Welcome to my blog. Vanilla Bean Cuisine has moved to Paris! Join me as I navigate Parisian supermarkets, food vendors, markets, and my own tiny kitchen in order to prepare delicious and healthy meals for my family inspired by French cuisine. You can email me at email@example.com. Bon appetit!
We are now a mere 2 days from leaving Paris and heading back to the United States, but we have had such fun this last month that I’m dying to document it here so we can re-live every wonderful moment of it when we’re back at
boring old home sweet home. (Can you tell that my feelings about leaving are a little conflicted?)
Anyway, upon the recommendation of friends and all-things-France experts, Gaelle and Nikhil, we decided to get away for a long weekend of upscale camping in the Loire Valley at Huttopia. Things did not start well, for while Chuck was stuck in the line from hell picking up our rental car a few metro stops away, I was still packing and Ruby was lying sprawled on the floor with a fever and a tummy ache. Sure enough, a few minutes later, she said she had to go to the bathroom, and just made it there before throwing up (luckily, mostly in the toilet). So by the time we had made it into the car with our stuff and our sick little angel, we were running a couple of hours behind schedule. It was not a pleasant ride for sweet Ruby (I will spare you the details), but we finally arrived at our campsite 2.5 hours later, after driving through fields of sunflowers and hay bales, and immediately fell in love with our little cabin on the edge of a small lake.
While Ruby rested, Piper and Chuck checked out the campsite, which included a little steam train, a small restaurant with homemade pizza, excellent steak haché (according to Piper), and fresh crepes, as well as an outdoor pool.
Our cabin had a small kitchen inside and even had a dishwasher (my preferred level of camping includes significant amenities and indoor plumbing), along with a little gas grill that we brought out onto the porch the first night to grill hot dogs (kids) and provencale pork and merguez sausages (adults), which we ate with my homemade potato salad. Ruby was feeling better by this point, and was even able to eat a little bit before she and Piper headed up to their little loft area to sleep. With no TV or WiFi, and spotty cell reception, Chuck and I spent our evenings kicking back on the front porch with glasses of wine watching the sunset and trying to decide if the small black creatures swooping over the river and near the trees were bats. One evening, there was even a concert by the pool with a lovely jazz/soul/rock singer. We took the kids with us to listen to a few songs before bed, and then could hear more of the concert wafting onto our porch while they left. Honestly, it was bliss (bats or no).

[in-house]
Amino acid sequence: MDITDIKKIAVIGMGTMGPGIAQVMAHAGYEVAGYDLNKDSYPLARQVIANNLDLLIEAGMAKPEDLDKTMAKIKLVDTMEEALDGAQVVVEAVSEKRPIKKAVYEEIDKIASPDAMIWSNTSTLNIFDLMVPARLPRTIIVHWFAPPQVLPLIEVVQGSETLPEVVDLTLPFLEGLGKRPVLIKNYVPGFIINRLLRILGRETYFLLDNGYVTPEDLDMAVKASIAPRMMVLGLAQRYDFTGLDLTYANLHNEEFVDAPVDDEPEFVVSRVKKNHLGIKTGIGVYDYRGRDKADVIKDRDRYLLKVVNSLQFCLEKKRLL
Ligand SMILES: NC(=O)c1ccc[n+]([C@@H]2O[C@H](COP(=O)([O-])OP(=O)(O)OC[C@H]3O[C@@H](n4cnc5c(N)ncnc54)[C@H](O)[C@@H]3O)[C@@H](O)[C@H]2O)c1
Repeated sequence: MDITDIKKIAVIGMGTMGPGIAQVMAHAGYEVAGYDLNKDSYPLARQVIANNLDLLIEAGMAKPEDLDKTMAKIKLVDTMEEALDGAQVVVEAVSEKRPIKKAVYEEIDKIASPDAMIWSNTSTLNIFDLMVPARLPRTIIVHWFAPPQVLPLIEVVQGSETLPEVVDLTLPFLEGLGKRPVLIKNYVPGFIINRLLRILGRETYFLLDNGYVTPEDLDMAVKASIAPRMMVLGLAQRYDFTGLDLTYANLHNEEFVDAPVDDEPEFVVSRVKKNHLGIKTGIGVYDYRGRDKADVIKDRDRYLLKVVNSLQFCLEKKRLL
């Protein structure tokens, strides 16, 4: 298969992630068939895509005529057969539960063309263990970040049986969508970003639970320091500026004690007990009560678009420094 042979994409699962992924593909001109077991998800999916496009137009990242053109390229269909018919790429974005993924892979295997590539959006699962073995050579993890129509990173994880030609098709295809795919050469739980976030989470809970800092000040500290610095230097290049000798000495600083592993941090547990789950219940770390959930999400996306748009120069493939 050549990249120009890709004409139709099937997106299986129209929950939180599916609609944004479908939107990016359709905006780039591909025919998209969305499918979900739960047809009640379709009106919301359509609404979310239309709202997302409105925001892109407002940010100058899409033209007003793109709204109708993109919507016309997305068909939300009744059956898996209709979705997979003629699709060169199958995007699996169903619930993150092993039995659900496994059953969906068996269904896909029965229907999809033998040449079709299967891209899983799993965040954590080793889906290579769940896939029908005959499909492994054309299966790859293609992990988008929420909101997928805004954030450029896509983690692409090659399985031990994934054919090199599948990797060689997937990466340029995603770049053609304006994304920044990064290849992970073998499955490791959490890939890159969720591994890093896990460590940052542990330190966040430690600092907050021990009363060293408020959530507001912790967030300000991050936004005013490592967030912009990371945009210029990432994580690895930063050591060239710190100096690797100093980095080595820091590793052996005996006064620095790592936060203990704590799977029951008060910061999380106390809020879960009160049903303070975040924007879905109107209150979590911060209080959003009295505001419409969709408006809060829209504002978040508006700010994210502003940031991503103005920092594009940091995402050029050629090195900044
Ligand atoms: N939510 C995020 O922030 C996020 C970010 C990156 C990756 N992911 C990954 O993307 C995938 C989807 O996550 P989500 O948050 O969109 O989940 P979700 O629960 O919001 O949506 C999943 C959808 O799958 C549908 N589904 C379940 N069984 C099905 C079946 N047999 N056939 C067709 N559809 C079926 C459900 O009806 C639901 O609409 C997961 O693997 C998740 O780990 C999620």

I think when the girls look back on their time in Paris, one of their highlights will be when their cousin Joaquin and Auntie Shana came to visit. For months, “I miss Cuzzie!!” was a recurring refrain here, and Piper and Ruby talked incessantly about what they would do when Joj came to visit. I’d say we knocked it out of the park. We’ve been here long enough now that we know the ins and outs of tourism with kids here—what sights you have to line up early for, what restaurants are kid-friendly, where the least-busy entrance to the Louvre is, and where the best parks are for just hanging out.
After a devastating start to the trip, when I confused the day they were arriving (forgetting to add the +1 day to the airline arrival time) and sent the girls off to school with promises that their cousin and auntie would be there when they got home (I had to make an emergency trip to the bakery to buy chouquettes in order to console a wailing Piper upon her arriving back home and not finding them waiting for her). But they did arrive the next day, and from then on, life was good.
With Ruby off on her school trip to the farm for two days, Piper got to spend some quality time with Joj, and she loved it. From walking backwards on people-movers together to concocting menu ideas for the craziest restaurant ever (appetizer = slushie on potato chips), they had a great time together. First up was the “Art of the Brick" Lego exhibit by Nathan Sawaya, which was cool for both adults and kids—Sawaya is a real artist who has chosen lego bricks as his medium, so his work is both thoughtful and just plain neat.
Another highlight was a visit to the catacombs, where (as we are old hands at this now), Chuck got up to wait in line for us so we could arrive with only a half hour to wait with the kids instead of 2 hours!